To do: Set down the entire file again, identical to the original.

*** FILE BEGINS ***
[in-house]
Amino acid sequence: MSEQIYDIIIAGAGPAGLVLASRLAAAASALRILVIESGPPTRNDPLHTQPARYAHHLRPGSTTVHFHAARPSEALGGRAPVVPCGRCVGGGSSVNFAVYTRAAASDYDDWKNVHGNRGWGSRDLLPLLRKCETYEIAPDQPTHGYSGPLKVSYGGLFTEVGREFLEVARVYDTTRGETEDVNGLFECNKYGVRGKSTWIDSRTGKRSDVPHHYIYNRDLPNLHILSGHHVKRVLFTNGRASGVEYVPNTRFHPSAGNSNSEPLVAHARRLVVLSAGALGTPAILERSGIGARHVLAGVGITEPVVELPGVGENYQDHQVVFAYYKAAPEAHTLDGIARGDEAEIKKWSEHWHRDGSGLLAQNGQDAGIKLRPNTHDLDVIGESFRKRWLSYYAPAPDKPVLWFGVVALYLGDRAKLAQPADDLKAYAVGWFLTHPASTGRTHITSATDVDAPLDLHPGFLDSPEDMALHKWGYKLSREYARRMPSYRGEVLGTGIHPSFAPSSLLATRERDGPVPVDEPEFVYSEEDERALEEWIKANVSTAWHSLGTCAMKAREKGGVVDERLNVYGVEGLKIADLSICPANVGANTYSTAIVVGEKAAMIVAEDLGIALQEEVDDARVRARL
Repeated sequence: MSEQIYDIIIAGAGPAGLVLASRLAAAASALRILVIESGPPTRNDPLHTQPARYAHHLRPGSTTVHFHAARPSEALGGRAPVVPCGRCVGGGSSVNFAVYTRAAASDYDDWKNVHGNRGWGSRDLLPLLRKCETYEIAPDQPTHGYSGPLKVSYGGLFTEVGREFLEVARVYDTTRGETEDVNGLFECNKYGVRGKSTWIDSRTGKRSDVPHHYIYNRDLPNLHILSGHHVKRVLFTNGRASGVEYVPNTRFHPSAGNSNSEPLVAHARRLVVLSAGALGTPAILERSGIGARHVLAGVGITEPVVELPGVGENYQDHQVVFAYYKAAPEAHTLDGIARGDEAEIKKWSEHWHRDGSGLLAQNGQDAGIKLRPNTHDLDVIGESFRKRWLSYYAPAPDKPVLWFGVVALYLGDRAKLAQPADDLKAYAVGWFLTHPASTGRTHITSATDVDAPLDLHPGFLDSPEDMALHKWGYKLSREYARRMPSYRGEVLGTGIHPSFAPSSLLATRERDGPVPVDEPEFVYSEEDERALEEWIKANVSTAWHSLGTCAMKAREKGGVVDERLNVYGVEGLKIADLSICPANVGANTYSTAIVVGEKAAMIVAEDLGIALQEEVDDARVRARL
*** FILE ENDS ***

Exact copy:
[in-house]
Amino acid sequence: MSEQIYDIIIAGAGPAGLVLASRLAAAASALRILVIESGPPTRNDPLHTQPARYAHHLRPGSTTVHFHAARPSEALGGRAPVVPCGRCVGGGSSVNFAVYTRAAASDYDDWKNVHGNRGWGSRDLLPLLRKCETYEIAPDQPTHGYSGPLKVSYGGLFTEVGREFLEVARVYDTTRGETEDVNGLFECNKYGVRGKSTWIDSRTGKRSDVPHHYIYNRDLPNLHILSGHHVKRVLFTNGRASGVEYVPNTRFHPSAGNSNSEPLVAHARRLVVLSAGALGTPAILERSGIGARHVLAGVGITEPVVELPGVGENYQDHQVVFAYYKAAPEAHTLDGIARGDEAEIKKWSEHWHRDGSGLLAQNGQDAGIKLRPNTHDLDVIGESFRKRWLSYYAPAPDKPVLWFGVVALYLGDRAKLAQPADDLKAYAVGWFLTHPASTGRTHITSATDVDAPLDLHPGFLDSPEDMALHKWGYKLSREYARRMPSYRGEVLGTGIHPSFAPSSLLATRERDGPVPVDEPEFVYSEEDERALEEWIKANVSTAWHSLGTCAMKAREKGGVVDERLNVYGVEGLKIADLSICPANVGANTYSTAIVVGEKAAMIVAEDLGIALQEEVDDARVRARL
Repeated sequence: MSEQIYDIIIAGAGPAGLVLASRLAAAASALRILVIESGPPTRNDPLHTQPARYAHHLRPGSTTVHFHAARPSEALGGRAPVVPCGRCVGGGSSVNFAVYTRAAASDYDDWKNVHGNRGWGSRDLLPLLRKCETYEIAPDQPTHGYSGPLKVSYGGLFTEVGREFLEVARVYDTTRGETEDVNGLFECNKYGVRGKSTWIDSRTGKRSDVPHHYIYNRDLPNLHILSGHHVKRVLFTNGRASGVEYVPNTRFHPSAGNSNSEPLVAHARRLVVLSAGALGTPAILERSGIGARHVLAGVGITEPVVELPGVGENYQDHQVVFAYYKAAPEAHTLDGIARGDEAEIKKWSEHWHRDGSGLLAQNGQDAGIKLRPNTHDLDVIGESFRKRWLSYYAPAPDKPVLWFGVVALYLGDRAKLAQPADDLKAYAVGWFLTHPASTGRTHITSATDVDAPLDLHPGFLDSPEDMALHKWGYKLSREYARRMPSYRGEVLGTGIHPSFAPSSLLATRERDGPVPVDEPEFVYSEEDERALEEWIKANVSTAWHSLGTCAMKAREKGGVVDERLNVYGVEGLKIADLSICPANVGANTYSTAIVVGEKAAMIVAEDLGIALQEEVDDARVRARL